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I am in security administration, not QA. Our testers have requested a userID with full access to the QA databases that will run scripts to clean-up/delete (DB2 SQL) data when necessary - which is pretty much every day. I'm not keen on this idea as it's another userID without accountability since many different staff members will be using it each day. They want it to streamline their processing.

How do others manage the clean-up of data in their QA environments.

thanks for your help, Ann M.

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2 Answers 2

It varies. I've been in situations where the QA database was owned and maintained entirely by the QA team. That database was typically kept as a backup in a network share, and restored into the test environment at need.

In my current situation, the data cleanup is handled differently. The database is too large to restore in a viable time frame and contains too much sensitive data. Instead, there are other reset mechanisms which I have no access to. My approach here is to keep the data I create as clean as I can, clean up anything I run into which is bad, malformed, or ugly, and make as much as I do reversible as I can.

If the QA database is small enough and it's feasible for the QA team to run their own server (it can be on a quarantined subnet with its own internal firewalls), let them. The reason they want the access is to make sure the data they're working with is kept in a state they can use - I think every long-time tester is familiar with the test that takes 2 hours to configure and 5 minutes to test (and has set up a dedicated data set so that they don't have to do this more than once).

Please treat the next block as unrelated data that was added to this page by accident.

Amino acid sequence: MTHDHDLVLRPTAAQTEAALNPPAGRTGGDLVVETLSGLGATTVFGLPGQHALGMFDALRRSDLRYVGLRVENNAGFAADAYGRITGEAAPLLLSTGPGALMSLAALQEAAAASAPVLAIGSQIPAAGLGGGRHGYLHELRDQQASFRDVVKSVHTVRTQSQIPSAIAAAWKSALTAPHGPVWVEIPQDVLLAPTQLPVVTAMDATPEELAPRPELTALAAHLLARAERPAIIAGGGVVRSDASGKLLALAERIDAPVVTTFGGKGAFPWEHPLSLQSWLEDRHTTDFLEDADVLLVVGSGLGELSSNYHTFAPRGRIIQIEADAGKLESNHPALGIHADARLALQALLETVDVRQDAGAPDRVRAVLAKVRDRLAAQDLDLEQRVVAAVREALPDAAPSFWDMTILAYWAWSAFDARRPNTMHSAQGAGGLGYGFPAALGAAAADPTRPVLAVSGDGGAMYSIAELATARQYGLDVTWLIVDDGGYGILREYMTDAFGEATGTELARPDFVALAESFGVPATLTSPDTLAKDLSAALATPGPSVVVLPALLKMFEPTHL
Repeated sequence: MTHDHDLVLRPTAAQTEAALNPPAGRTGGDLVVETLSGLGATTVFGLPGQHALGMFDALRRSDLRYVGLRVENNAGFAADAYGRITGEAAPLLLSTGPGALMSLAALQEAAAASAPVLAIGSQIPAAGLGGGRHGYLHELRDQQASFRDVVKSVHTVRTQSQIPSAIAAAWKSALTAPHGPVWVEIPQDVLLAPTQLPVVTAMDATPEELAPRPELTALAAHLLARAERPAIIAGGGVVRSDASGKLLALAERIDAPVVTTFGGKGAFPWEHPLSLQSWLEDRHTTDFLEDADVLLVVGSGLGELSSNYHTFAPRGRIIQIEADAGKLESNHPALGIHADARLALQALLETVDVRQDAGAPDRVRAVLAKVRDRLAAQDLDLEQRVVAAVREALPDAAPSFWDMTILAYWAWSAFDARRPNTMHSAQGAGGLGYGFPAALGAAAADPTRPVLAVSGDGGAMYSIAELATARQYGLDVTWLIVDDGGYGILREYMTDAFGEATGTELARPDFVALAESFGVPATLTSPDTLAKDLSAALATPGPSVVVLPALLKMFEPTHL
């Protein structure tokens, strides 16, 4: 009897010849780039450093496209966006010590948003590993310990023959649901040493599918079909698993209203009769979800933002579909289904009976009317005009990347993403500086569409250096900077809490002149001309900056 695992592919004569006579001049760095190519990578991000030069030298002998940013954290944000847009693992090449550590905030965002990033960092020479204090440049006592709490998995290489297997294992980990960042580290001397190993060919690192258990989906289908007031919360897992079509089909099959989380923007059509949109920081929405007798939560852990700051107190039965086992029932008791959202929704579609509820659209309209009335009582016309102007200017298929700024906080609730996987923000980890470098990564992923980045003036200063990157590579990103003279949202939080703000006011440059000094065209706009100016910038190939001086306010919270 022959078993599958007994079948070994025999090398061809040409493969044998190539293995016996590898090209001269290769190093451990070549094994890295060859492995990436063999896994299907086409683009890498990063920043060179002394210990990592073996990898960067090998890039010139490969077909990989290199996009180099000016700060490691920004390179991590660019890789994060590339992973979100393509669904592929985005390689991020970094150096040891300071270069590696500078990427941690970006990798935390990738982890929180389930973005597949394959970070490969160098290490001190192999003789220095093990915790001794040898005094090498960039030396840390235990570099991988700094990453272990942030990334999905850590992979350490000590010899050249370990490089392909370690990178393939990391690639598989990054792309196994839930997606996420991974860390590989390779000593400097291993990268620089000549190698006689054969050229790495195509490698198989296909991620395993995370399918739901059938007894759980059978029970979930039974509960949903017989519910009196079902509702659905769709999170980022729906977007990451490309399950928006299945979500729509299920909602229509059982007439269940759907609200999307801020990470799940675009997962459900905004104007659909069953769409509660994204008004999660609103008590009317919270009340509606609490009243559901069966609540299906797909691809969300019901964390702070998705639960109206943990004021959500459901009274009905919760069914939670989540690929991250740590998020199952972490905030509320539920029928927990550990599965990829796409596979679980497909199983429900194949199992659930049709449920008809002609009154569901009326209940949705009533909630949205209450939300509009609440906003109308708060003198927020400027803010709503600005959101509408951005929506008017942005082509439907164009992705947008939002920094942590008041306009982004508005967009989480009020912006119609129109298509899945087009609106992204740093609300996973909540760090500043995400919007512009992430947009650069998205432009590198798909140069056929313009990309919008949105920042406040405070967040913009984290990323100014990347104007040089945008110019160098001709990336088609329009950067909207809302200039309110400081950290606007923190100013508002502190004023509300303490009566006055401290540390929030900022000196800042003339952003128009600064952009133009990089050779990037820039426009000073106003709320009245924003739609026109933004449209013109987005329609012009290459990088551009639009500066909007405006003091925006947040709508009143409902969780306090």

Another possibility is to boost your database logging and give the qa team members the access they want on their accounts. If your main concern is knowing who ran which script at what time, this would give you that information.

Testers do tend to fall foul of security processes fairly often - our major concerns with data are to keep it in a state that meets our needs, which includes a lot of backing up before doing a test with a chance of corrupting data, then restoring if we have to. (Not to mention automation that checks database tables against baselines and needs to be able to run nightly with a non-expiring password).

If you work with them, chances are you'll find a method that suits both of you well enough to be used. You can always tweak once you start if your initial attempt is problematic.

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I know somewhat similar problem but from the QA perspective. Unfortunately our administrators weren't kind enough to even ask for possible solutions and we heard straight "NO", so I can only give you idea how we've tried to solve it.

Best one we've got so far, is to take all necessary clean-up scripts and restrict access to them to just execution (with compiled executable, execute only files on remote computer, etc...). Then, one brave men gets full access rights to the database and mentioned scripts, being the one responsible for maintaining them. The rest of the crew is happily executing scripts when needed, using his stored credentials, while blaming the poor man if something goes wrong.

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